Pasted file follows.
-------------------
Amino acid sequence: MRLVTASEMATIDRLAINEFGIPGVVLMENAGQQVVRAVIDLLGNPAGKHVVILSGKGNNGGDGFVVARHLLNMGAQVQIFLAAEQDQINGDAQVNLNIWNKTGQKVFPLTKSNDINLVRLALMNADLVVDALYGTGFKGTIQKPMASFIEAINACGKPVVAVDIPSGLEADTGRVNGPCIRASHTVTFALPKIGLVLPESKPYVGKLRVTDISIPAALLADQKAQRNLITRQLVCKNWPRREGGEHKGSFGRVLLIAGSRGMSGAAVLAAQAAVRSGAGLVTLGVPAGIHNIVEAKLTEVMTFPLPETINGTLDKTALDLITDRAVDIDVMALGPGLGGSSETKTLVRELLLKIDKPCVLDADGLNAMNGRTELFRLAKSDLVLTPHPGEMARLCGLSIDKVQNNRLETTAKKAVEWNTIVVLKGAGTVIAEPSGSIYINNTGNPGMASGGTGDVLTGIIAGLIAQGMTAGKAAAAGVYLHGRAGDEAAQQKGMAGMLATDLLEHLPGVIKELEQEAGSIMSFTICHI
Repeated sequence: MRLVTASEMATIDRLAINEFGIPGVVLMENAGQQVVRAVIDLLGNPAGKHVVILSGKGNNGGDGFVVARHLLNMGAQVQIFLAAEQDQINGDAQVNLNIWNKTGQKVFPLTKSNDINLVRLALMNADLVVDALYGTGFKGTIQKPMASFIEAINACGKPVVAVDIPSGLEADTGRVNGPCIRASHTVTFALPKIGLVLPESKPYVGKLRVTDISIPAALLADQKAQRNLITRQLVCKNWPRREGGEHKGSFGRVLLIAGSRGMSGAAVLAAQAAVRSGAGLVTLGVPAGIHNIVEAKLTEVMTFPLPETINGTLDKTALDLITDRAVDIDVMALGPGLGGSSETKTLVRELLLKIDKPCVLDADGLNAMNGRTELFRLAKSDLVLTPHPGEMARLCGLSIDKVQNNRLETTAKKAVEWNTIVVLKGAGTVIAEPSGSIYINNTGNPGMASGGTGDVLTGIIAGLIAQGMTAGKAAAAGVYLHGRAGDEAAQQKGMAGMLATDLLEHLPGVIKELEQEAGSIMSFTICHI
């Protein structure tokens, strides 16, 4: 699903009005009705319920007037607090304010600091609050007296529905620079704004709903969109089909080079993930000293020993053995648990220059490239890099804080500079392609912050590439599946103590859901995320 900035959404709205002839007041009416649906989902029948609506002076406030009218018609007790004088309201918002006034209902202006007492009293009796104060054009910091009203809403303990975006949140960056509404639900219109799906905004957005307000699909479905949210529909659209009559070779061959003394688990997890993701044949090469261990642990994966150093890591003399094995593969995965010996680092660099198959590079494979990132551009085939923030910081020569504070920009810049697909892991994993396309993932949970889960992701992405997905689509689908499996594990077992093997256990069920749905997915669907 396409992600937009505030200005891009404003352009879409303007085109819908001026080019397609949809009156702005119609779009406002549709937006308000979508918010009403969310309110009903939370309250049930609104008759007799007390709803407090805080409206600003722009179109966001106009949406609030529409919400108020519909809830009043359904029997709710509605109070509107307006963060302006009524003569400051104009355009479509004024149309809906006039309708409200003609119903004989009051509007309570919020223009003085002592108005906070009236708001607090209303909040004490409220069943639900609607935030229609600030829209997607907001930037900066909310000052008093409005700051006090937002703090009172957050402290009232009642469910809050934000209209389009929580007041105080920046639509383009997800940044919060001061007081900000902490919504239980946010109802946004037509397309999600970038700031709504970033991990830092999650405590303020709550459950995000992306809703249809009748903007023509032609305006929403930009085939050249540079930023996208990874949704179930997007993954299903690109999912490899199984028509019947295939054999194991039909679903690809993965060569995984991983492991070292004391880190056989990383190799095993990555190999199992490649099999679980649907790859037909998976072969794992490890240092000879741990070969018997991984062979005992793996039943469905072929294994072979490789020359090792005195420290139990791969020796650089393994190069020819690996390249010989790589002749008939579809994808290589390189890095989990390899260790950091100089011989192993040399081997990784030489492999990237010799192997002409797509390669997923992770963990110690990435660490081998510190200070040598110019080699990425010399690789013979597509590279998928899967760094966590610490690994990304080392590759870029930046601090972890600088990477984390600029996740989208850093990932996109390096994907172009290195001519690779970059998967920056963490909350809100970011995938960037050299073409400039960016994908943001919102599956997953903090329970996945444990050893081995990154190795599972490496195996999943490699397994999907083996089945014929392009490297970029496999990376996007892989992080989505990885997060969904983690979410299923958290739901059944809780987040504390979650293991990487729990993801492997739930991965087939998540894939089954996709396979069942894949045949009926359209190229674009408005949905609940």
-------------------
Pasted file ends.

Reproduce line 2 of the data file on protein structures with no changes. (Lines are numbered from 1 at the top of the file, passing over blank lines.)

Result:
Repeated sequence: MRLVTASEMATIDRLAINEFGIPGVVLMENAGQQVVRAVIDLLGNPAGKHVVILSGKGNNGGDGFVVARHLLNMGAQVQIFLAAEQDQINGDAQVNLNIWNKTGQKVFPLTKSNDINLVRLALMNADLVVDALYGTGFKGTIQKPMASFIEAINACGKPVVAVDIPSGLEADTGRVNGPCIRASHTVTFALPKIGLVLPESKPYVGKLRVTDISIPAALLADQKAQRNLITRQLVCKNWPRREGGEHKGSFGRVLLIAGSRGMSGAAVLAAQAAVRSGAGLVTLGVPAGIHNIVEAKLTEVMTFPLPETINGTLDKTALDLITDRAVDIDVMALGPGLGGSSETKTLVRELLLKIDKPCVLDADGLNAMNGRTELFRLAKSDLVLTPHPGEMARLCGLSIDKVQNNRLETTAKKAVEWNTIVVLKGAGTVIAEPSGSIYINNTGNPGMASGGTGDVLTGIIAGLIAQGMTAGKAAAAGVYLHGRAGDEAAQQKGMAGMLATDLLEHLPGVIKELEQEAGSIMSFTICHI